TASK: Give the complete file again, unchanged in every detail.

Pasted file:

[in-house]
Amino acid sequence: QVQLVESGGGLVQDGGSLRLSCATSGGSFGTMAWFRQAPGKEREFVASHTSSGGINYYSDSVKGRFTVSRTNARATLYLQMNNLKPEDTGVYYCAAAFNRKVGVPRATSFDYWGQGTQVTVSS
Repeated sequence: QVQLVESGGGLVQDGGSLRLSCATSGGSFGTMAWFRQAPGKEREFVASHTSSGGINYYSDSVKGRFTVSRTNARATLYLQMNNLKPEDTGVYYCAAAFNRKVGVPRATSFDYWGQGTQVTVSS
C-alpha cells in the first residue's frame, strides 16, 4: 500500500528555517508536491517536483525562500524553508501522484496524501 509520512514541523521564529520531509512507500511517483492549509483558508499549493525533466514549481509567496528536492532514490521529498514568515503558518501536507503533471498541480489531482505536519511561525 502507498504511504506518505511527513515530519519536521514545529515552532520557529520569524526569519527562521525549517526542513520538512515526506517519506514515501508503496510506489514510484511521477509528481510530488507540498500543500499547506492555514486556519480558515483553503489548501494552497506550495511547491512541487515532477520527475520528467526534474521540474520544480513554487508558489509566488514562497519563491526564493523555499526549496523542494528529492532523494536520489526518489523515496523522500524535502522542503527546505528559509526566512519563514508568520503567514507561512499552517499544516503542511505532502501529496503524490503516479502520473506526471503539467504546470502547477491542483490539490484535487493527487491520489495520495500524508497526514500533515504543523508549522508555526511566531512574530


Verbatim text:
[in-house]
Amino acid sequence: QVQLVESGGGLVQDGGSLRLSCATSGGSFGTMAWFRQAPGKEREFVASHTSSGGINYYSDSVKGRFTVSRTNARATLYLQMNNLKPEDTGVYYCAAAFNRKVGVPRATSFDYWGQGTQVTVSS
Repeated sequence: QVQLVESGGGLVQDGGSLRLSCATSGGSFGTMAWFRQAPGKEREFVASHTSSGGINYYSDSVKGRFTVSRTNARATLYLQMNNLKPEDTGVYYCAAAFNRKVGVPRATSFDYWGQGTQVTVSS
C-alpha cells in the first residue's frame, strides 16, 4: 500500500528555517508536491517536483525562500524553508501522484496524501 509520512514541523521564529520531509512507500511517483492549509483558508499549493525533466514549481509567496528536492532514490521529498514568515503558518501536507503533471498541480489531482505536519511561525 502507498504511504506518505511527513515530519519536521514545529515552532520557529520569524526569519527562521525549517526542513520538512515526506517519506514515501508503496510506489514510484511521477509528481510530488507540498500543500499547506492555514486556519480558515483553503489548501494552497506550495511547491512541487515532477520527475520528467526534474521540474520544480513554487508558489509566488514562497519563491526564493523555499526549496523542494528529492532523494536520489526518489523515496523522500524535502522542503527546505528559509526566512519563514508568520503567514507561512499552517499544516503542511505532502501529496503524490503516479502520473506526471503539467504546470502547477491542483490539490484535487493527487491520489495520495500524508497526514500533515504543523508549522508555526511566531512574530